Soldiers came together during the conflict for a Passover feast known as a Seder. Reporter Shepherd Snyder spoke with Joseph Golden, Jewish researcher and secretary of the Temple Beth El congregation in Beckley, along with Drew Gruber of Civil War Trails, about this celebration’s historical significance.
Home » True Stories Behind Folk Heroes, Runaway Trains And Murder Ballads
True Stories Behind Folk Heroes, Runaway Trains And Murder Ballads
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This week on Inside Appalachia, we’re talking about traditional ballads — how they tell stories and connect us to the past.
These old tunes can mean so much. They can tap into difficult emotions and give feelings space to be heard. Some songs may even be too uncomfortable to sing.
In this special episode with guest co-host, ballad singer Saro Lynch-Thomason, we explore songs about lawbreaking folk heroes, runaway trains and murder ballads.
All the stories in today’s episode are produced as part of our Folkways Reporting Project, a partnership with West Virginia Public Broadcasting’s Inside Appalachia and the Folklife Program of the West Virginia Humanities Council. We’ve recorded more than ninety stories for this project, and you can find them all here.
The Ballad Of ‘John Henry’ Elicits Varied Feelings For Some Black Appalachian Residents
The ballad of “John Henry” tells the story of a railroad worker who competes against a steam drill to see who can drill a hole through a mountain fastest and farthest. With his immense strength and skill, John Henry wins, but dies from his efforts. There is great debate about the historical facts, but most accounts describe Henry as an African American man from West Virginia or Virginia, working for the C&O Railroad. For some who grew up in Black communities in Appalachia, the song elicits a variety of feelings. Folkways reporter Nicole Musgrave has more.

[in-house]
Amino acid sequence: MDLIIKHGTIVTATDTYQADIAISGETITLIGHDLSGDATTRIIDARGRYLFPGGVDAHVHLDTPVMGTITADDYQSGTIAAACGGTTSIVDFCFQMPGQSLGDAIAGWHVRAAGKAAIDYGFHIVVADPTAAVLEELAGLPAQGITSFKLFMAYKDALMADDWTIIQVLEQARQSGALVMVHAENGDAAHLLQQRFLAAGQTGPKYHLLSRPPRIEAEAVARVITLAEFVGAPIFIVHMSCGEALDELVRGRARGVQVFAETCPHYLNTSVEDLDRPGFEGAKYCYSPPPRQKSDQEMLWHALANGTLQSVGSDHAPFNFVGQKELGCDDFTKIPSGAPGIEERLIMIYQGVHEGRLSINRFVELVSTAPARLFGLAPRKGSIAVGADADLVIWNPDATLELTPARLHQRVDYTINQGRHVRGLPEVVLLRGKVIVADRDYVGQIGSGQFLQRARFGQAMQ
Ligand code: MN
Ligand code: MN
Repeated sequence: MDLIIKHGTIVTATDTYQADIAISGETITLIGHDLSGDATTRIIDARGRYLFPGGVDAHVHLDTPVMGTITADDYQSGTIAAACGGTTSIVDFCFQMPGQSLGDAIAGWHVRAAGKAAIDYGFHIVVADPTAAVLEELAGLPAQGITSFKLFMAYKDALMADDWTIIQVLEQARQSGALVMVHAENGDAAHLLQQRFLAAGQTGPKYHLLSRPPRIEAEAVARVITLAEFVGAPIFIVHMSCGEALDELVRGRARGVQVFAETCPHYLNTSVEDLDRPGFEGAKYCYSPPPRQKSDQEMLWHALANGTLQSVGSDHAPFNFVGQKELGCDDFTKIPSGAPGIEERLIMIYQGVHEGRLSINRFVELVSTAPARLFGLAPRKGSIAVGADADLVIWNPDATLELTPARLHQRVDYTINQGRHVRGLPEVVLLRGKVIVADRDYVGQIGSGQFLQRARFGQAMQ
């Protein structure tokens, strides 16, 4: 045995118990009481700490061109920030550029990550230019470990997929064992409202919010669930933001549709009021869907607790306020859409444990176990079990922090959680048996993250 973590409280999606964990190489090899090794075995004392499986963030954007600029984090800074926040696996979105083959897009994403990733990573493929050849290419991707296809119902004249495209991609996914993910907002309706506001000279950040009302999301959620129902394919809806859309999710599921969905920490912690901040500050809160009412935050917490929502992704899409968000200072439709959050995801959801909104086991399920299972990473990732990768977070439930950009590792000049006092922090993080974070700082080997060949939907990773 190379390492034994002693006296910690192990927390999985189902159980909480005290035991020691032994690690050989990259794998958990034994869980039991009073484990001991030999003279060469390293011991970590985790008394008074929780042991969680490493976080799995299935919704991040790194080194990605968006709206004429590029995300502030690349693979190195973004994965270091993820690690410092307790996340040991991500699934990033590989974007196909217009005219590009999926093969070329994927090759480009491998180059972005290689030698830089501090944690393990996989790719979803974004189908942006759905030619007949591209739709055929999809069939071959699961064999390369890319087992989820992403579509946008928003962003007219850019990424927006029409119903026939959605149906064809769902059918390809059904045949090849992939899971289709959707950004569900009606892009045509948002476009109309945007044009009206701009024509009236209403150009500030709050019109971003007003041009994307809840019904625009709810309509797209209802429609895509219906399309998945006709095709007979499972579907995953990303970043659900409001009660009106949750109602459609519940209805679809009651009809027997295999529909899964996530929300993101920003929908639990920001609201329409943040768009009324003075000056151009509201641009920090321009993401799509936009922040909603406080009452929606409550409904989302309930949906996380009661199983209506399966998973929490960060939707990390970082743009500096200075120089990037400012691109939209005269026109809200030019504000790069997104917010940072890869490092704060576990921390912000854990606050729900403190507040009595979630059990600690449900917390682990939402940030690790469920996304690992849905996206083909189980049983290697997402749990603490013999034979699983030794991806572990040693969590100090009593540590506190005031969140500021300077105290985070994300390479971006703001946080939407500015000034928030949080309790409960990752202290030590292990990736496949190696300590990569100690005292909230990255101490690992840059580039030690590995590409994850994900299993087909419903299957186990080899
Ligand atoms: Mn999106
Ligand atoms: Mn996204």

If learning about John Henry piqued your interest, be sure to check out the recent Black in Appalachia podcast episode about John Henry. They dive into some important topics, including a current-day link between health and working conditions, especially for Black workers.
Ballads About Train Wrecks Hold Lessons For Modern Life
Starting in the late nineteenth century, trains were everywhere in southern Appalachia, and so were songs about them. Scott Huffard, an associate professor of History at Lees-McCrae College, says these ballads weren’t just about trains, they were emulating trains using special techniques with common instruments. Reporter Laura Harbert Allen has that story, and tells us what we can learn from ballads about trains.
Traditional Murder Ballads Reveal A Dark Truth About “True Crime” Media There are many murder ballads from Appalachia — and most of them are about men killing women. Folkways reporter Zack Harrold is a musician himself. In fact, you can hear him playing guitar and banjo on a song called “Little Sadie” that appears in this week’s episode. “Little Sadie” is a ballad about a man killing his sweetheart — exactly the kind of song Zack sought to understand in his reporting about murder ballads. What can they tell us about history? And what is “true crime” the modern-day equivalent?
Real-Life Outlaw Otto Wood Went Viral In The Thirties As Zack explored in his story, people in the past and the present love viral “true crime” stories. In the early 1930’s, the way for a story to go “viral” was by being sung about in a ballad. That’s what happened to Otto Wood, a real-life outlaw who grew up around Wilkesboro, North Carolina. He spent time with the Hatfields of southern West Virginia, became a famous moonshiner, and died in a shootout with police in 1930. Less than one year later, his story was told in the ballad “Otto Wood The Bandit,” recorded by Walker Kid and the Carolina Buddies. Our host Mason Adams reported on that song.
Our theme music is by Matt Jackfert. Roxy Todd produced this episode. Our executive producer is Eric Douglas. Kelley Libby is our editor. Alex Runyon is our associate producer. Our audio mixer is Patrick Stephens. Zander Aloi also helped produce this episode.
You can send us an email: InsideAppalachia@wvpublic.org.
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